As spring training shifts into high gear, leading up to Opening Day, the Chicago White Sox appear to have a few question marks. One of those appears to be in the rotation, as is the case with most teams. Another that may seem minor to some is the backup catcher position. The Sox are confident that a healthy Yasmani Grandal will be able to carry a good portion of the catching load in 2022. However, at this point, the only two candidates for the backup spot are holdovers Zack Collins and Seby Zavala. Neither of them showed much in terms of catching in 2021, leaving Sox fans to get a little nervous as the season opener approaches. Hopefully, the Sox will add a backup catcher who can actually offer something of value.
However, the position that has more Sox fans than any other position is right field. 2021 featured a virtual revolving door for the South Siders, with very little in the way of offensive production. Yes, there were spurts here and there, but Tony La Russa’s boys never found a right fielder who could hit consistently. To the chagrin of many Sox fans, Rick Hahn has not acquired a right fielder (yet) this offseason. It appears that the Pale Hose will enter the season with young Andrew Vaughn as the leading candidate for the job. So, while the top six figure to do most of the damage for the Sox, Vaughn will be a key to the White Sox in 2022.
Andrew Vaughn – A Work in Progress
Vaughn came into the White Sox organization as a highly touted college hitter. He won the Silver Spikes Award in 1918, being named the best collegiate baseball player in the country. He played college ball at the University of California and was drafted in the first round (third overall) of the 2019 amateur draft. He played first base in college, and the White Sox were more than happy to draft him with that first pick. He was acclaimed far and wide as the best collegiate hitter and projected to be a successful hitter at the Major League level. The only questions were when would he come up and where would he play? After all, the White Sox had 2020 MVP Jose Abreu at first base, blocking Vaughn there.
Fate would step in during spring training in 2021, in the form of injury. Budding star Eloy Jimenez suffered a serious injury trying to rob a home run in an exhibition game. He would go on to miss more than half the season, leaving a huge hole in both left field and in the Sox lineup. La Russa did not have much in the way of viable replacements, and the Sox moved to Plan B – move their young first baseman to the outfield. It wasn’t necessarily what either the Sox or Vaughn had envisioned; however, necessity is the mother of invention, so Andrew Vaughn donned an outfielder’s glove and moved to the outfield.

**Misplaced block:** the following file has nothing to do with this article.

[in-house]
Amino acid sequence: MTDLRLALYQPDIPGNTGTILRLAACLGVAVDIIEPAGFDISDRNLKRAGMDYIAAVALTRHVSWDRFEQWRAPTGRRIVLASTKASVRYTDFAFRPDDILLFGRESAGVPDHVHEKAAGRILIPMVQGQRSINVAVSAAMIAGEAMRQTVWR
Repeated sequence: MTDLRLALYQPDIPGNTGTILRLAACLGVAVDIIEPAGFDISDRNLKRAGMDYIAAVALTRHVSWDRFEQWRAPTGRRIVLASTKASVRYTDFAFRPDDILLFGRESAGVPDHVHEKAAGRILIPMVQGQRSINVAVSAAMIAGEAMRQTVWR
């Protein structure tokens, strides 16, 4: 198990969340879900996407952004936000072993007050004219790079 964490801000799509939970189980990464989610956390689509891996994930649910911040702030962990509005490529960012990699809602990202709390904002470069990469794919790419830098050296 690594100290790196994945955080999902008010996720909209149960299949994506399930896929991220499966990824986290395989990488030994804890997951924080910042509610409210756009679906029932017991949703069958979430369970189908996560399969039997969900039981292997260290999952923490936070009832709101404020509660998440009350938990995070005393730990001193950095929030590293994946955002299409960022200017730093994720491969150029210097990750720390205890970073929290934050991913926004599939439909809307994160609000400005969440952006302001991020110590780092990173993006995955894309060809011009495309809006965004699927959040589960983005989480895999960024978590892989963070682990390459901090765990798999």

2021 – A Mixed Bag
With Jimenez on the injured list, Vaughn took over left field more often than not in 2021. He was not necessarily the Sox full-time left-fielder, as La Russa rotated several others in and out of the lineup. Between La Russa’s lineup juggling and a couple of minor injuries, Vaughn ended up playing a total of 95 games in left field for the Sox. He compiled a .985 fielding percentage with three assists and two errors. Statistics don’t always tell the whole story for outfielders, though Vaughn did struggle early in the season. He showed improvement as the year went on, and ended up being a decent defensive outfielder. He will never win a Gold Glove, but he was serviceable.
Offensively, Vaughn had his ups and downs, which is normal for MLB rookies. While he had his moments and showed why he was so highly regarded, overall, his numbers were not impressive. He produced a slash line of .235/.309/.396 with 15 home runs and 48 RBIs. He also struck out 101 times in 107 games, a number which he must improve in the future. Considering he only had 205 minor league at-bats before being called up, his rookie season should be considered in context.
2022 – Time For Vaughn to Shine
The White Sox, much to the chagrin of many fans, did not sign a free-agent right fielder. At this time, all signs point to Vaughn getting a majority of the play in that spot. He did play right field in a handful of games in 2021, and the results were mixed. Yet, for a career first baseman, he learned a lot about playing the outfield in his rookie season and will spend at least one more season out there. White Sox fans hope that he can at least play respectable defense, which would help offset have Jimenez in left field. Hopefully, by 2023, the Sox will find an experienced outfielder to play in right. However, Vaughn is not in the lineup to win Gold Gloves.
Andrew Vaughn is paid to hit and hit well. The White Sox and their fans are counting on him to put up some big number in 2022, taking some pressure off their big six hitters. As long as Vaughn is in the lineup regularly, he should develop into a solid hitter in 2022, on his way to potential stardom. While he will no doubt make some mistakes in the outfield, we predict that he will be a solid hitter in 2022. Don’t be surprised if he slashes .280/,350/.460 or so. How about 25 home runs and 80 RBIs? A seventh-place hitter producing an OPS of .800+ will go a long way toward offsetting any deficiencies Vaughn may have in right field. We predict big things for Andrew Vaughn in 2022.
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